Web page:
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CalTech Uses PyTorch To Build Smooth Landing Drones

Next-generation vehicles such as drones have a hard time landing. Drone controllers usually bring the drone near the ground and then drop it. How low the drone can be brought down depends on the aerodynamics of the drone and other reactions from the ground.


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Since drones of the future will be carrying medicines and other fragile instruments into mysterious landscapes or hilly areas, dropping the drone isn’t always desirable. 

To address this problem of smooth landing, researchers at CalTech’s Center for Autonomous Systems and Technologies (CAST), have imbibed neural networks into their approaches. 

At CAST, artificial intelligence experts are developing a system that uses a deep neural network to help autonomous drones “learn” how to land more safely and quickly, while consuming less power. These deep learning systems are being built using PyTorch. 

CalTech’s system called Neural Lander is a learning-based controller that tracks the position and speed of the drone and modifies its landing trajectory and rotor speed to achieve the smoothest possible landing.

How PyTorch Is Helping

via CalTech

For ensuring a smooth landing under the guidance of the deep neural networks, the team employed, a technique that smooths out the neural net’s outputs so that it doesn’t make wildly varying predictions as inputs or conditions shift. 

Spectral normalization was initially introduced for stabilising the discriminator training in GANs(Generative Adversarial Networks).

To build the ReLU(rectified linear unit) network for their model, the CalTech team used the deep learning libraries available on PyTorch. 

PyTorch makes it easier to model with tailor made libraries and methods. It only requires two lines:

import torch

from torch.nn.functional import normalize

The torch package contains data structures for multi-dimensional tensors and mathematical operations over these are defined. Additionally, it provides many utilities for efficient serialization of Tensors and arbitrary types, and other useful utilities.

It has a CUDA counterpart, that enables the user to run the tensor computations on an NVIDIA GPU.

Check the full code here.

Experiments are being done at CAST’s 10,000-square foot facility. Researchers from EAS, NASA’s JPL, and CalTech’s Division of Geological and Planetary Sciences collaborate here to build the next generation of autonomous systems, while advancing the fields of drone research, autonomous exploration, and bioinspired systems.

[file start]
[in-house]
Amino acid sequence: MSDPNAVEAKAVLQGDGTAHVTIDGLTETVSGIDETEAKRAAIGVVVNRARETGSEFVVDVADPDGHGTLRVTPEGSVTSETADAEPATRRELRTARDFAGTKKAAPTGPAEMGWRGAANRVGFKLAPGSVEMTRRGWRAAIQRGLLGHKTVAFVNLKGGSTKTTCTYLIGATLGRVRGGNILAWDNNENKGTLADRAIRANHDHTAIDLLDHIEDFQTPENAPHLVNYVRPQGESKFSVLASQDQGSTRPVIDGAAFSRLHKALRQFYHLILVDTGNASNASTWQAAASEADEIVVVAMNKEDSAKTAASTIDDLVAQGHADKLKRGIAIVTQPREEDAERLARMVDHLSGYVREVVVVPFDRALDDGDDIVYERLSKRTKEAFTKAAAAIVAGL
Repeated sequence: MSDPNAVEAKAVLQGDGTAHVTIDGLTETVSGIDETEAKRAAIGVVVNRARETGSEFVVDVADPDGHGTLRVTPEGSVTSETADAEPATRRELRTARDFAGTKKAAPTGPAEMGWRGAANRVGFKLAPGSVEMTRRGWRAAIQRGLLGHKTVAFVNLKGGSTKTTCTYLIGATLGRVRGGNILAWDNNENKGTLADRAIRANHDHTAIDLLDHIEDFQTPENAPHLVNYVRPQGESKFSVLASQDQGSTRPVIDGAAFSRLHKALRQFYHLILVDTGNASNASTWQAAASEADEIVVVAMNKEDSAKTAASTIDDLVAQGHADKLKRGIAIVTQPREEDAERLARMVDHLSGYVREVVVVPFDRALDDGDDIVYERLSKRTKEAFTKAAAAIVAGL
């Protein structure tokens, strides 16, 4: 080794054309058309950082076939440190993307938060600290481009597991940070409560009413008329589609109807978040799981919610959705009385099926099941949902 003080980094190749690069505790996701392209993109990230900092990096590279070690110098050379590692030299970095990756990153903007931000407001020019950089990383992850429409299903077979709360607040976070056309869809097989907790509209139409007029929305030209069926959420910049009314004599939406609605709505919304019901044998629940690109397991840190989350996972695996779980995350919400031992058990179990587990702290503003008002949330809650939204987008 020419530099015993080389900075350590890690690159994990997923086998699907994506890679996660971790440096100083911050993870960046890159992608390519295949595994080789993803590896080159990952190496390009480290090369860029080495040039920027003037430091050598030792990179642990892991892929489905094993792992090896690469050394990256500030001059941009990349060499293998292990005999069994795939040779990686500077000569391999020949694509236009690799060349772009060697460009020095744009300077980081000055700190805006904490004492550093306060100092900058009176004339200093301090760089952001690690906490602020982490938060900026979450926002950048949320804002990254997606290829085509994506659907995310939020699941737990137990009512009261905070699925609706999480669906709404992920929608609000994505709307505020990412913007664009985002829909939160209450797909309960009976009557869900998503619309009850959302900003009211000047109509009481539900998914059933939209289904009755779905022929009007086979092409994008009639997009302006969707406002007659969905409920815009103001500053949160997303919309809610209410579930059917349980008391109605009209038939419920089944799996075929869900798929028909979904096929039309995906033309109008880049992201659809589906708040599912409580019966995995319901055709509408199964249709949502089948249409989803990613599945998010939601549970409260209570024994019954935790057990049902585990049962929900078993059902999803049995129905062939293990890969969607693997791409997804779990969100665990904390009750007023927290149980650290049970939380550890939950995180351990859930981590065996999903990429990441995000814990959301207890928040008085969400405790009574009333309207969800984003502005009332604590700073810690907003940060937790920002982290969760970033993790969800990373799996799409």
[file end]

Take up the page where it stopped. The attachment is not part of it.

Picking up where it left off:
To improve the landings,  types of tests were conducted: a straight vertical landing; a descending arc landing; and flight in which the drone skims across a broken surface—such as over the edge of a table—where the effect of turbulence from the ground would vary sharply.

The results show a remarkable improvement in the way the vehicle lands. The researchers believe that this was made possible only after incorporation of deep learning approaches supplemented by custom made libraries of PyTorch.

The use of PyTorch for industrial purposes in the most advanced forms, adds another feather to the cap for PyTorch. 


PyTorch’s recent ascent has been witnessed at the recent conferences. Most of the researchers have been preferring PyTorch to Tensorflow. As can be seen in the above illustration, every major conference in 2019 has had a majority of papers implemented in PyTorch.

However, until now PyTorch has been known for its research purposes. With The success of projects like CAST, PyTorch can reign supreme in the deep learning frameworks domain.

How CalTech Plans To Use These

via CalTech

Besides its obvious commercial applications, the team behind this project at CAST also propose other interesting innovations using the same technology.  They have filed a patent on the new system that could prove crucial to projects currently under development at CAST. 

This also includes an autonomous medical transport system(shown above) that could land in difficult-to-reach locations such as gridlocked traffic or hilly areas in case of trekking emergency.

Drones, today, are being used for aerial surveillance, bridge and dam inspections, traffic monitoring and surveillance. A reliable drone systems like the one discussed above can loosen the regulations around drones that have been in the news for all the wrong reasons.

The researchers also have released their work as a paper titled “Neural Lander: Stable Drone Landing Control Using Learned Dynamics.”

Paper can be found here.

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Ram Sagar
I have a master's degree in Robotics and I write about machine learning advancements.

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